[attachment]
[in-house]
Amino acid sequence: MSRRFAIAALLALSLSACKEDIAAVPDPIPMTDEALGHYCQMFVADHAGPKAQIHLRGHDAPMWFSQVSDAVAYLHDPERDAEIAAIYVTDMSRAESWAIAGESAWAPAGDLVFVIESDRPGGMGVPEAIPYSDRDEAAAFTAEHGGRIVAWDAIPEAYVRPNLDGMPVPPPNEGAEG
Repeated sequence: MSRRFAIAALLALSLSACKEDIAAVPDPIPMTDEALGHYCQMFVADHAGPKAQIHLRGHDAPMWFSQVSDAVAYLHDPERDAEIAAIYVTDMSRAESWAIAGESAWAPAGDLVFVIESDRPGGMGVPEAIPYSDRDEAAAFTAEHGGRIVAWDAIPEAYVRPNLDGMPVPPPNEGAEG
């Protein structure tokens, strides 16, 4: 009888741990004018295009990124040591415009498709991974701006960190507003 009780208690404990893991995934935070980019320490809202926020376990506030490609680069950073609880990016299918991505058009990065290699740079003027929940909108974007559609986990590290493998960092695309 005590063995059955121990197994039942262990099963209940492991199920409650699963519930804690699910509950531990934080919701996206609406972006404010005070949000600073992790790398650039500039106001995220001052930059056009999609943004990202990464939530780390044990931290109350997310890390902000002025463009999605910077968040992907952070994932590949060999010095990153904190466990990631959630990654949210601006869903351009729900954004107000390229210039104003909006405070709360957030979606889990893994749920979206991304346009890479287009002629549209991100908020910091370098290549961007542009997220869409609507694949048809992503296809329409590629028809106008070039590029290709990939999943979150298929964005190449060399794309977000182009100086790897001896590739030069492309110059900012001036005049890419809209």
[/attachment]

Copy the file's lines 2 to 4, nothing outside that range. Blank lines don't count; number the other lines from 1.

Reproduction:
Amino acid sequence: MSRRFAIAALLALSLSACKEDIAAVPDPIPMTDEALGHYCQMFVADHAGPKAQIHLRGHDAPMWFSQVSDAVAYLHDPERDAEIAAIYVTDMSRAESWAIAGESAWAPAGDLVFVIESDRPGGMGVPEAIPYSDRDEAAAFTAEHGGRIVAWDAIPEAYVRPNLDGMPVPPPNEGAEG
Repeated sequence: MSRRFAIAALLALSLSACKEDIAAVPDPIPMTDEALGHYCQMFVADHAGPKAQIHLRGHDAPMWFSQVSDAVAYLHDPERDAEIAAIYVTDMSRAESWAIAGESAWAPAGDLVFVIESDRPGGMGVPEAIPYSDRDEAAAFTAEHGGRIVAWDAIPEAYVRPNLDGMPVPPPNEGAEG
């Protein structure tokens, strides 16, 4: 009888741990004018295009990124040591415009498709991974701006960190507003 009780208690404990893991995934935070980019320490809202926020376990506030490609680069950073609880990016299918991505058009990065290699740079003027929940909108974007559609986990590290493998960092695309 005590063995059955121990197994039942262990099963209940492991199920409650699963519930804690699910509950531990934080919701996206609406972006404010005070949000600073992790790398650039500039106001995220001052930059056009999609943004990202990464939530780390044990931290109350997310890390902000002025463009999605910077968040992907952070994932590949060999010095990153904190466990990631959630990654949210601006869903351009729900954004107000390229210039104003909006405070709360957030979606889990893994749920979206991304346009890479287009002629549209991100908020910091370098290549961007542009997220869409609507694949048809992503296809329409590629028809106008070039590029290709990939999943979150298929964005190449060399794309977000182009100086790897001896590739030069492309110059900012001036005049890419809209």